Keep your belongings in front of you at all times, especially in crowded tourist areas.  Thieves LOOOOVE tourist areas.  Part of the magic of traveling and seeing new things is being present in the moment, which means you may not always be present with your stuff.  And also, when you’re waiting in line or squished in with other people an “accidental” jostle on the back or elbow seems like a perfectly natural and harmless thing to happen.  The meanies will exploit all of this and swipe your wallet or phone before you even know what hit you. When you’re in a crowded area make sure all wallets and cell phones are out of pockets and either in hands (risky) or safely stowed away in your bag (better).  When you’re taking pictures and doing touristy things or chasing your kids around, it’s easy to lose awareness of your belongings. Always carry your purse, bag, or backpack on your chest or in front of you instead of behind you. This will make theft and pickpocketing much harder and criminals will quickly lose interest.  They’re looking for a quick, easy target. Make it hard for them!

Use cash or credit cards ONLY.

Do not, and I repeat DO NOT EVER use your debit card abroad unless it’s an absolute emergency.  Using your debit card or any other card with a direct link to your bank account serves as an open door to clean you out entirely if these card numbers are stolen.  This kind of theft would be unpleasant with a credit card too, but at least your cash would still be protected. Even if you think you’ll keep a careful eye on your belongings, don’t risk it.  This type of theft frequently happens when a card skimmer is implanted into the device you are using to swipe your card for payment. They’re almost impossible to spot. The card skimmer scans your card numbers and the rest is history…along with all your money.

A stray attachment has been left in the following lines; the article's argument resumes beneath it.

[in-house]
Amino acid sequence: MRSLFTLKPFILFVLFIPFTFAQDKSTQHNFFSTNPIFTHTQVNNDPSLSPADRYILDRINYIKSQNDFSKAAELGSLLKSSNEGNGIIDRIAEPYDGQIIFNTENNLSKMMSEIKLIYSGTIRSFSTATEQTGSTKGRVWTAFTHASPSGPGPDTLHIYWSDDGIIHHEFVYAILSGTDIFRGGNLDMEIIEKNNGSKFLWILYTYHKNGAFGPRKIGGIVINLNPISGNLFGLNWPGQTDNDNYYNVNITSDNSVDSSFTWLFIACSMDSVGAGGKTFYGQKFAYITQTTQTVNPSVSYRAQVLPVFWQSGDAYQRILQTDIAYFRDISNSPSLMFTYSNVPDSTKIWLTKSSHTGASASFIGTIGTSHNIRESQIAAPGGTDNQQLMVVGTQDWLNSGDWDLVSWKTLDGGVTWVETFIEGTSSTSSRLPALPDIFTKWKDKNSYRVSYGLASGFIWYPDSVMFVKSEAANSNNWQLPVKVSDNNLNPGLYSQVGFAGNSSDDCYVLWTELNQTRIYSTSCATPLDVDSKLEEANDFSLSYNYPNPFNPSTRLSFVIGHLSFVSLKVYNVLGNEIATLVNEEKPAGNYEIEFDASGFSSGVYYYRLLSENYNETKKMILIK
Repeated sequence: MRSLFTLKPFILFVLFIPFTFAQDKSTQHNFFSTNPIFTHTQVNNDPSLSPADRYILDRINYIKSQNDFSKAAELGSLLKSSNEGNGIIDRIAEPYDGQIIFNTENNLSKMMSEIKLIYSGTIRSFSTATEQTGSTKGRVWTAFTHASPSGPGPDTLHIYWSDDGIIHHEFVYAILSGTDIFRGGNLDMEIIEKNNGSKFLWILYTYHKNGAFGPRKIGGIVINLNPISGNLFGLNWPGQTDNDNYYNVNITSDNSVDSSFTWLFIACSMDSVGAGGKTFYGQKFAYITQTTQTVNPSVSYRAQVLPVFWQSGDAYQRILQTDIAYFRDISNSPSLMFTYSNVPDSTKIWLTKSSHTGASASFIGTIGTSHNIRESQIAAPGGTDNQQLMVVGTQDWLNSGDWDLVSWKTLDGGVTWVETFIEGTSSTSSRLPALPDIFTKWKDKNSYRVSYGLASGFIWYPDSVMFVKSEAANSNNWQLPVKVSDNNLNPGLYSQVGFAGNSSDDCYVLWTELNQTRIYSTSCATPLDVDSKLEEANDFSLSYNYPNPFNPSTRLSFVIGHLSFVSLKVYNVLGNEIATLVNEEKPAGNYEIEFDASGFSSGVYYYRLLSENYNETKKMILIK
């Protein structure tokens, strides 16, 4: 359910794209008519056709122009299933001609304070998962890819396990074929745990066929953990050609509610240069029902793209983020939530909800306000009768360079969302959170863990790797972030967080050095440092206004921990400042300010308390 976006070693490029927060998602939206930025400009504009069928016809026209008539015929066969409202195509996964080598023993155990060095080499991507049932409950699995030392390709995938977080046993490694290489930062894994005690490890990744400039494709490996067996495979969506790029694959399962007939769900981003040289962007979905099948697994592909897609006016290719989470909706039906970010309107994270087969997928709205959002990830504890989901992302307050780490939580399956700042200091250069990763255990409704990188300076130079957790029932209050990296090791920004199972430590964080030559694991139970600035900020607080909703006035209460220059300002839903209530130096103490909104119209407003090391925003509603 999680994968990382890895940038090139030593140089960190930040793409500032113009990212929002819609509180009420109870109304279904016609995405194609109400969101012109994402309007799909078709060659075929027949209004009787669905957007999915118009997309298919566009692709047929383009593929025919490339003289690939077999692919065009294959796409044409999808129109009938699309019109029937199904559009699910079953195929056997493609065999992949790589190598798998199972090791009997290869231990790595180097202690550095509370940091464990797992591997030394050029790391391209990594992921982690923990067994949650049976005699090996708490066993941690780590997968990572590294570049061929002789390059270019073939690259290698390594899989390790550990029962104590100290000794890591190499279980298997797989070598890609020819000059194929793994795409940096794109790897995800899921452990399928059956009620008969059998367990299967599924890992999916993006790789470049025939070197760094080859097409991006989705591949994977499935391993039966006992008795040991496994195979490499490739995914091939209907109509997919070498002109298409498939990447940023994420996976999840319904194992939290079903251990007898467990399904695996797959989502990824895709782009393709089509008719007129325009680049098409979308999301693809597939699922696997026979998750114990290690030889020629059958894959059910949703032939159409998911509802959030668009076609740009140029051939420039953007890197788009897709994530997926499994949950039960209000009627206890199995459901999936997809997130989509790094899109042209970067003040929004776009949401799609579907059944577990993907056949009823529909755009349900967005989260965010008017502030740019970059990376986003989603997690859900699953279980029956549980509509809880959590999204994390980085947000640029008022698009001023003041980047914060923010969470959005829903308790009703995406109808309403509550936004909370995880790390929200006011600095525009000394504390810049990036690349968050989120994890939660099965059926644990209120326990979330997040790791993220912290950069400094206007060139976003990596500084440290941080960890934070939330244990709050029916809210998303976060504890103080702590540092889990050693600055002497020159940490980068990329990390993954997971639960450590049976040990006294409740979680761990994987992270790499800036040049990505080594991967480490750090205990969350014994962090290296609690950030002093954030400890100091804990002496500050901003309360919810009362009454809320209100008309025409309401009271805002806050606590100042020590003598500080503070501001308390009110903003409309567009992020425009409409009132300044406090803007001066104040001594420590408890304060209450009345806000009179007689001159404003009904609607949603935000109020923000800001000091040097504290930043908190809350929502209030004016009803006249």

RFID is up to you.

Warnings have been issued against criminals roaming around with actual scanners, or RFID skimmers.  These skimmers are strong enough to scan your card numbers through the walls of your wallet or pocket.  There’s some debate on how often this actually happens, but if you are concerned about it you can purchase a special RFID blocking wallet for a fairly reasonable price.  Thank you, Amazon!

Communicate with your bank(s) and credit card companies before departure.

To protect you from theft, many bank and credit card companies will freeze your card if a random purchase from Italy or Mexico shows up and they don’t know about it beforehand.  Sometimes you won’t even know your card has been frozen until you try to buy something and can’t = stressful. Call them in advance to let them know where you’ll be and when and they’ll note it in your account.

In a nutshell: know where the rough neighborhoods are and stay out of them, don’t travel to a country in the middle of a civil war, know what you’ll do in case of an emergency, don’t flash your cash, keep your belongings in front of you, and don’t use your debit card.  Oh, and your kids…don’t lose sight of them either. Stay safe, mamas!

If you’re worried about RFID skimmers but don’t want to spend the money on a special wallet, a few layers of tin foil will also do the trick.